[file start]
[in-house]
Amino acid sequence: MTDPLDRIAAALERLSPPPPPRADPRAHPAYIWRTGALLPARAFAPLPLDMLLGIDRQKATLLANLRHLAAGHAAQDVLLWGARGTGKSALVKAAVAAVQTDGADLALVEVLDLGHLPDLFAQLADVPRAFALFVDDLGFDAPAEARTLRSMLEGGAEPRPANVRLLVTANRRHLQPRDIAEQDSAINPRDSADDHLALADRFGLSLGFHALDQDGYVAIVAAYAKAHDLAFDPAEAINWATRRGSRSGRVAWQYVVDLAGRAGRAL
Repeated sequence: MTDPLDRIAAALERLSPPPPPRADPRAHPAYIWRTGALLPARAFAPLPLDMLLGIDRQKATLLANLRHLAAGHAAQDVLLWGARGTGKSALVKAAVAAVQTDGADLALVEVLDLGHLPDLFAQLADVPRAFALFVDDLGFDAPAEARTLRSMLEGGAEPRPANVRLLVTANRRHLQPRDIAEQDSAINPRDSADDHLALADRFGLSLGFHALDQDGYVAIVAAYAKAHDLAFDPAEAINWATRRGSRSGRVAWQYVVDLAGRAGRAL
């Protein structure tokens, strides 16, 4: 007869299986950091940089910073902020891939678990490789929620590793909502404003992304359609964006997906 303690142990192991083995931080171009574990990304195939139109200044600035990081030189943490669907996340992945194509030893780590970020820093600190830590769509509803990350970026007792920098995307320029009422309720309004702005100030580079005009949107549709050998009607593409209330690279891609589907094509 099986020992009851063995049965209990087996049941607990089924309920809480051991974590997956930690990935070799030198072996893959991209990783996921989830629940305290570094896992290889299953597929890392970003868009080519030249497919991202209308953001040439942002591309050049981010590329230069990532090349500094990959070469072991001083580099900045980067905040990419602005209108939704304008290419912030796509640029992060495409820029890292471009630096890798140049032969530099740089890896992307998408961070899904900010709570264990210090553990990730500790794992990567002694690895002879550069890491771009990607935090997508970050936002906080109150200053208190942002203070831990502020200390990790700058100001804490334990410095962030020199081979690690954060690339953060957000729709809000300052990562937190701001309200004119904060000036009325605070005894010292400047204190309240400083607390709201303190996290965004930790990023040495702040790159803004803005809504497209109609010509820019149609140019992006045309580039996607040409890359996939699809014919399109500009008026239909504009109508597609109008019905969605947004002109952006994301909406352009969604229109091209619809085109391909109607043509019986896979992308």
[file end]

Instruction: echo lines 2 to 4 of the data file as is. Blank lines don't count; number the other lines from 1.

Amino acid sequence: MTDPLDRIAAALERLSPPPPPRADPRAHPAYIWRTGALLPARAFAPLPLDMLLGIDRQKATLLANLRHLAAGHAAQDVLLWGARGTGKSALVKAAVAAVQTDGADLALVEVLDLGHLPDLFAQLADVPRAFALFVDDLGFDAPAEARTLRSMLEGGAEPRPANVRLLVTANRRHLQPRDIAEQDSAINPRDSADDHLALADRFGLSLGFHALDQDGYVAIVAAYAKAHDLAFDPAEAINWATRRGSRSGRVAWQYVVDLAGRAGRAL
Repeated sequence: MTDPLDRIAAALERLSPPPPPRADPRAHPAYIWRTGALLPARAFAPLPLDMLLGIDRQKATLLANLRHLAAGHAAQDVLLWGARGTGKSALVKAAVAAVQTDGADLALVEVLDLGHLPDLFAQLADVPRAFALFVDDLGFDAPAEARTLRSMLEGGAEPRPANVRLLVTANRRHLQPRDIAEQDSAINPRDSADDHLALADRFGLSLGFHALDQDGYVAIVAAYAKAHDLAFDPAEAINWATRRGSRSGRVAWQYVVDLAGRAGRAL
């Protein structure tokens, strides 16, 4: 007869299986950091940089910073902020891939678990490789929620590793909502404003992304359609964006997906 303690142990192991083995931080171009574990990304195939139109200044600035990081030189943490669907996340992945194509030893780590970020820093600190830590769509509803990350970026007792920098995307320029009422309720309004702005100030580079005009949107549709050998009607593409209330690279891609589907094509 099986020992009851063995049965209990087996049941607990089924309920809480051991974590997956930690990935070799030198072996893959991209990783996921989830629940305290570094896992290889299953597929890392970003868009080519030249497919991202209308953001040439942002591309050049981010590329230069990532090349500094990959070469072991001083580099900045980067905040990419602005209108939704304008290419912030796509640029992060495409820029890292471009630096890798140049032969530099740089890896992307998408961070899904900010709570264990210090553990990730500790794992990567002694690895002879550069890491771009990607935090997508970050936002906080109150200053208190942002203070831990502020200390990790700058100001804490334990410095962030020199081979690690954060690339953060957000729709809000300052990562937190701001309200004119904060000036009325605070005894010292400047204190309240400083607390709201303190996290965004930790990023040495702040790159803004803005809504497209109609010509820019149609140019992006045309580039996607040409890359996939699809014919399109500009008026239909504009109508597609109008019905969605947004002109952006994301909406352009969604229109091209619809085109391909109607043509019986896979992308």